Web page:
Serious software
for people serious about business

Cleanliness is next to godliness

One of my favourite cartoons of all time is a Peanuts episode where Linus proclaimed to Pig Pen, "Cleanliness is next to godliness", to which Pig Pen replied, "Cleanliness is next to impossible". When was the last time you were proud to have a visiting peer into your workshop?

There is more to cleanliness than just keeping your mother happy.

I referred to it in a tangential way in my January blog post about lubrication, but keeping a neat and tidy work area has a number of benefits.

  1. Organisation. "A place for everything and everything it its place" is the first step to organisation, and the launch pad for efficient procedures. When everyone knows where the widget is stored (and everyone returns it there after use), time is not lost looking for it, and it's less likely to get broken because it was not stored properly.
  2. Contamination.  Greasy tools, dirty floors, filthy rags. If the work area is clean it reduces the risk of contamination, and it improves safety.
  3. Professional. Speaking about greasy tools and dirty floors - No one likes using them, and it makes the place look incompetent and unprofessional.
  4. Profitable. If you present a clean, professional image, people will not only assume you are good at your job; they will tell others. If you are dependent on a stream of customers walking through your door, you want every advantage you can get over your many competitors.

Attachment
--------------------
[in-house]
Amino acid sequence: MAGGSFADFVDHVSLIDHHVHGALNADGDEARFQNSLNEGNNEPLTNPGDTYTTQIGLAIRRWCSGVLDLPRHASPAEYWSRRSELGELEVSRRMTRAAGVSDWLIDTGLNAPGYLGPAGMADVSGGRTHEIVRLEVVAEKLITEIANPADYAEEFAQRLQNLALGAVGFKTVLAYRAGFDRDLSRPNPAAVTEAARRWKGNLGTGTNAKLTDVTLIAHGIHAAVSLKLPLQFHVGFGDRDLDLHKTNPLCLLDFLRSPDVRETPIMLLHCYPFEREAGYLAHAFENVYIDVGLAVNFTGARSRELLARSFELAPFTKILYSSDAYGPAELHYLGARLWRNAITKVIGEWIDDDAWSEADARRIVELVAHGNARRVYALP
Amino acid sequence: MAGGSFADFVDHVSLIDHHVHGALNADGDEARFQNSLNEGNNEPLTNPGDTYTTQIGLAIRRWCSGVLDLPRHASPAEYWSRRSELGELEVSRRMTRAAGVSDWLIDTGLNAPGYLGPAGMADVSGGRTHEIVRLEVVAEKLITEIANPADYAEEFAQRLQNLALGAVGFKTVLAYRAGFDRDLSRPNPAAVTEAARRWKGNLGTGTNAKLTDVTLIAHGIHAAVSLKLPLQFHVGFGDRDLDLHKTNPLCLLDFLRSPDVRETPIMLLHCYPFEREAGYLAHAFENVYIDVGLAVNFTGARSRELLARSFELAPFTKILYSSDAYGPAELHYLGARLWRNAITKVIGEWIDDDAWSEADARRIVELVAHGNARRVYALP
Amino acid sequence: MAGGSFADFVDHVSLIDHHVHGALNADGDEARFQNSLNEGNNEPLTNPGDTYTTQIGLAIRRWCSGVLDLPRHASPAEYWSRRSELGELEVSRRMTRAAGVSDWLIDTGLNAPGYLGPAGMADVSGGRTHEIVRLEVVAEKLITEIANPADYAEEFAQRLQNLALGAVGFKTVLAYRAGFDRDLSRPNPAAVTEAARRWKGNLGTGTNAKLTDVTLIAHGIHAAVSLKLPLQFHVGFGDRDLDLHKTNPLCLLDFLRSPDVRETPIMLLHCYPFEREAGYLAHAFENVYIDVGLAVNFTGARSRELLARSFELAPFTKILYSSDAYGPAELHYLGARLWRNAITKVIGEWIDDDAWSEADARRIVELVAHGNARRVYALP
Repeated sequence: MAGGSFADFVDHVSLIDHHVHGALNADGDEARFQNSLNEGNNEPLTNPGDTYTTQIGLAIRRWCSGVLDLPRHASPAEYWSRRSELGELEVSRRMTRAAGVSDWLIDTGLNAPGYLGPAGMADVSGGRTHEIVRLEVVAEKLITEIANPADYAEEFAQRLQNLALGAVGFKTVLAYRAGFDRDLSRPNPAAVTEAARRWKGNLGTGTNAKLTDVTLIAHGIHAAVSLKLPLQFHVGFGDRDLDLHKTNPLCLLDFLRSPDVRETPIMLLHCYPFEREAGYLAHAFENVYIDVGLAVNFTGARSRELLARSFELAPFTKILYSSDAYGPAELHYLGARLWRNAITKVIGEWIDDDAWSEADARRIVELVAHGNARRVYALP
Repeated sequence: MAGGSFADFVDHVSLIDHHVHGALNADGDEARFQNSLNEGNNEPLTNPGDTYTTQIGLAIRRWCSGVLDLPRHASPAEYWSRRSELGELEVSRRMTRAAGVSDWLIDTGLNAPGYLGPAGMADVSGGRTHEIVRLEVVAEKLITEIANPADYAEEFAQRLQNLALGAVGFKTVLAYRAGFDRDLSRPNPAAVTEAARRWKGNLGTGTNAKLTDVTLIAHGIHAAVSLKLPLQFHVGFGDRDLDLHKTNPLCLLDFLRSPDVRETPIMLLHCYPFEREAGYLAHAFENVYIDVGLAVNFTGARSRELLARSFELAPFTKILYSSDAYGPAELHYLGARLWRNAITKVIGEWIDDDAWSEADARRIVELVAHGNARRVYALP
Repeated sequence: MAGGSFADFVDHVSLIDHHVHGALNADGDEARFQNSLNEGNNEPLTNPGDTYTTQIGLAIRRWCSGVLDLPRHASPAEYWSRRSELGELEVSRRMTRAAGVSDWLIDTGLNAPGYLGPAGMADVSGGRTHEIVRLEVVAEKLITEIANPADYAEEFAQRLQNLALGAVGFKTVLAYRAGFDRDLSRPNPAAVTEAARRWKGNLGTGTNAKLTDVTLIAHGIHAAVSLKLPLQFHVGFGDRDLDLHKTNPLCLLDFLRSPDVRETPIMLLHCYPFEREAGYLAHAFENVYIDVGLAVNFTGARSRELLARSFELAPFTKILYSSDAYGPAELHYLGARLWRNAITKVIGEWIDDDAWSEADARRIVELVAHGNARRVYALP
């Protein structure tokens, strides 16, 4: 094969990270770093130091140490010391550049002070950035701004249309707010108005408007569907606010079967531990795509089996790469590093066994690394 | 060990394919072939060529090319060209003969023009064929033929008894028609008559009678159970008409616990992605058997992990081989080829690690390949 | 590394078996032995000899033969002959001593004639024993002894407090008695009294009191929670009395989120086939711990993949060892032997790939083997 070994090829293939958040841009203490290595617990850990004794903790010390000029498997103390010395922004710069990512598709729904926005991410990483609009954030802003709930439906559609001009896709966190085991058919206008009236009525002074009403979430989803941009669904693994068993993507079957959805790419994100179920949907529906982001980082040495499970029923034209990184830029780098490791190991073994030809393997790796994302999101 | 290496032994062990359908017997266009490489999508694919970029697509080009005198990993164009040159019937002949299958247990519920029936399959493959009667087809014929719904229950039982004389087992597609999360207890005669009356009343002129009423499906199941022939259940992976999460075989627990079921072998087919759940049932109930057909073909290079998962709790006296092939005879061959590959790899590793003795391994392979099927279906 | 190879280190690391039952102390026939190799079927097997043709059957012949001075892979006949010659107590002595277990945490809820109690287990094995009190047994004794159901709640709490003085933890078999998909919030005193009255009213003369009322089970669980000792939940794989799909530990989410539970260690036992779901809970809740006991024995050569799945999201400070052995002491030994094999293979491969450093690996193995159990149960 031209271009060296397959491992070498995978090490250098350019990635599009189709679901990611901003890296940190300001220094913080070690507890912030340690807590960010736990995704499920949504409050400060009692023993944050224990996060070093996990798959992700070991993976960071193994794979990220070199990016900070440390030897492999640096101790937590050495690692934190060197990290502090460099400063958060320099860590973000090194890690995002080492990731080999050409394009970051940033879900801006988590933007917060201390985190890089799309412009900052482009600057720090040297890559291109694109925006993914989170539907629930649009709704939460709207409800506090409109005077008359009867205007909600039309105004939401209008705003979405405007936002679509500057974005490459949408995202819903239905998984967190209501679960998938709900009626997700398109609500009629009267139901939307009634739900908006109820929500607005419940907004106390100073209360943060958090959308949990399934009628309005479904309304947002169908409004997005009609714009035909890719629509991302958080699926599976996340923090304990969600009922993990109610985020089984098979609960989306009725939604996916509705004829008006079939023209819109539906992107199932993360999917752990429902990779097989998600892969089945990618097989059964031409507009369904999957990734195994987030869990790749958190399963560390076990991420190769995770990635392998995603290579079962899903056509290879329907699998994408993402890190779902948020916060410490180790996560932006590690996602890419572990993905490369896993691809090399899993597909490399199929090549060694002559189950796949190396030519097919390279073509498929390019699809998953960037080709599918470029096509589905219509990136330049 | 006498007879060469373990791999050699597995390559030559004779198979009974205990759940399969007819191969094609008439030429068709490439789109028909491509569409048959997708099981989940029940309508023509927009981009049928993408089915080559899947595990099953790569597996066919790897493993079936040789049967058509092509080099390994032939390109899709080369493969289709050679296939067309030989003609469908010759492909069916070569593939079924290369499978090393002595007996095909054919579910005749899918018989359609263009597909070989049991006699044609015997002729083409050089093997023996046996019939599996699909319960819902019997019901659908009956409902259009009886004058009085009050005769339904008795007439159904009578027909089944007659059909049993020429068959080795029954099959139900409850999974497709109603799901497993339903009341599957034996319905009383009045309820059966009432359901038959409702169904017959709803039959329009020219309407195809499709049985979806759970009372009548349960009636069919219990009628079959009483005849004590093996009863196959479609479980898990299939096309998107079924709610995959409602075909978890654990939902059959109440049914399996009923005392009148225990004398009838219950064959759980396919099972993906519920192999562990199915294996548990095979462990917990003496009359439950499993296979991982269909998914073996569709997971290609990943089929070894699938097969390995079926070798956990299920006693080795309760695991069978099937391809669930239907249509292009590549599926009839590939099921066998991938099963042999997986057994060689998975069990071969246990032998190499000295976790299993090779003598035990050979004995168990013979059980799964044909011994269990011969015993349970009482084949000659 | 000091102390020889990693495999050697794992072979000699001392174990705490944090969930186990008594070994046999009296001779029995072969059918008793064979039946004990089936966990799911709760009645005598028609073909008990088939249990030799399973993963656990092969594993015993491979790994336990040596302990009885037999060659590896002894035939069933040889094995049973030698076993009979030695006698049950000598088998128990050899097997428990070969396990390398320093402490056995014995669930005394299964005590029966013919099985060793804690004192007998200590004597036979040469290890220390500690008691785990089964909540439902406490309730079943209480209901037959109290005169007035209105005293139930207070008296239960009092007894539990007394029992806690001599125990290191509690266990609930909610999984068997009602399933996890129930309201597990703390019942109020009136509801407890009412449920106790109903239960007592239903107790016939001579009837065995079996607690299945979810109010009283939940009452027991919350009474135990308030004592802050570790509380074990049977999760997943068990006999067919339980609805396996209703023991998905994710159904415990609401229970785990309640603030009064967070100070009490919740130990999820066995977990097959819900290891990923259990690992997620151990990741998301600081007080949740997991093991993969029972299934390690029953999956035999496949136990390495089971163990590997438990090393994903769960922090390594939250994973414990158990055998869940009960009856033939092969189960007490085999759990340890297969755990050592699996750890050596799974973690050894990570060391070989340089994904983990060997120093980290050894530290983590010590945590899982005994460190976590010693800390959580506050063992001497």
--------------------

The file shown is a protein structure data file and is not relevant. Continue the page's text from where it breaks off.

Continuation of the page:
I once visited an auto mechanic workshop that was spotless from top to bottom. The floor was sealed with a polyurethane coating that looked polished when it was clean (and it always looked clean). I asked the mechanic how such a high level of cleanliness was maintained. He told me that they started with the building spotless each day, and did their best to keep it that way while they worked. Any cleaning at the end of the day was minimal. The pride displayed by the people who worked there was evident.

It is not easy being clean and tidy, particularly in a busy workshop environment, but we do not have to live like Pig Pen and settle for sub-standard working conditions. 

Start today and make up a plan.
  1. Set a place for everything. Re-arrange shelving and work benches if you need to.
  2. Task every workman with the responsibility to leave things clean when he is finished using it. This includes tools, parts, machines, work area - everything.
  3. Throw away old rags and replace them on a daily basis.
  4. Repair any tools or machines that leak or cause a mess when used. It might just be a case of replacing a washer, a gasket or seal; something small that reaps big benefits.
  5. If money is available, have the workshop floor steam cleaned.
  6. If money is available, and you are serious about cleanliness, seal the newly cleaned floor with polyurethane. This will make cleaning much easier.
If all the work you and your people do is on-site and you cannot control the conditions, issue a rubber mat to each of them that can be hosed off at the end of shift, or at least cleaned in some way to afford a better working area.

Cleanliness might be next to godliness, but it is also next to successful.

Posted by Mark Chimes
Powered by Kentico CMS